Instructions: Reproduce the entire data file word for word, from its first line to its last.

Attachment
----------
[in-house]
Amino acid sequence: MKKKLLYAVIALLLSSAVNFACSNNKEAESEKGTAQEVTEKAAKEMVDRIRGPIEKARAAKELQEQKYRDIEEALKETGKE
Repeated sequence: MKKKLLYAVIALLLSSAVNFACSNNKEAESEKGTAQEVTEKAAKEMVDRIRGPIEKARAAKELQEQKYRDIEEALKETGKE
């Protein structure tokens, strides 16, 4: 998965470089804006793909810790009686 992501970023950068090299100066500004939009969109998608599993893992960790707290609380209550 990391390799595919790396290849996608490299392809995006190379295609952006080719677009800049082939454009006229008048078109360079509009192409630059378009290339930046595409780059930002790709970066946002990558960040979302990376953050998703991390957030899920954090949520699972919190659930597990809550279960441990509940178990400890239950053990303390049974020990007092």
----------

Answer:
[in-house]
Amino acid sequence: MKKKLLYAVIALLLSSAVNFACSNNKEAESEKGTAQEVTEKAAKEMVDRIRGPIEKARAAKELQEQKYRDIEEALKETGKE
Repeated sequence: MKKKLLYAVIALLLSSAVNFACSNNKEAESEKGTAQEVTEKAAKEMVDRIRGPIEKARAAKELQEQKYRDIEEALKETGKE
């Protein structure tokens, strides 16, 4: 998965470089804006793909810790009686 992501970023950068090299100066500004939009969109998608599993893992960790707290609380209550 990391390799595919790396290849996608490299392809995006190379295609952006080719677009800049082939454009006229008048078109360079509009192409630059378009290339930046595409780059930002790709970066946002990558960040979302990376953050998703991390957030899920954090949520699972919190659930597990809550279960441990509940178990400890239950053990303390049974020990007092």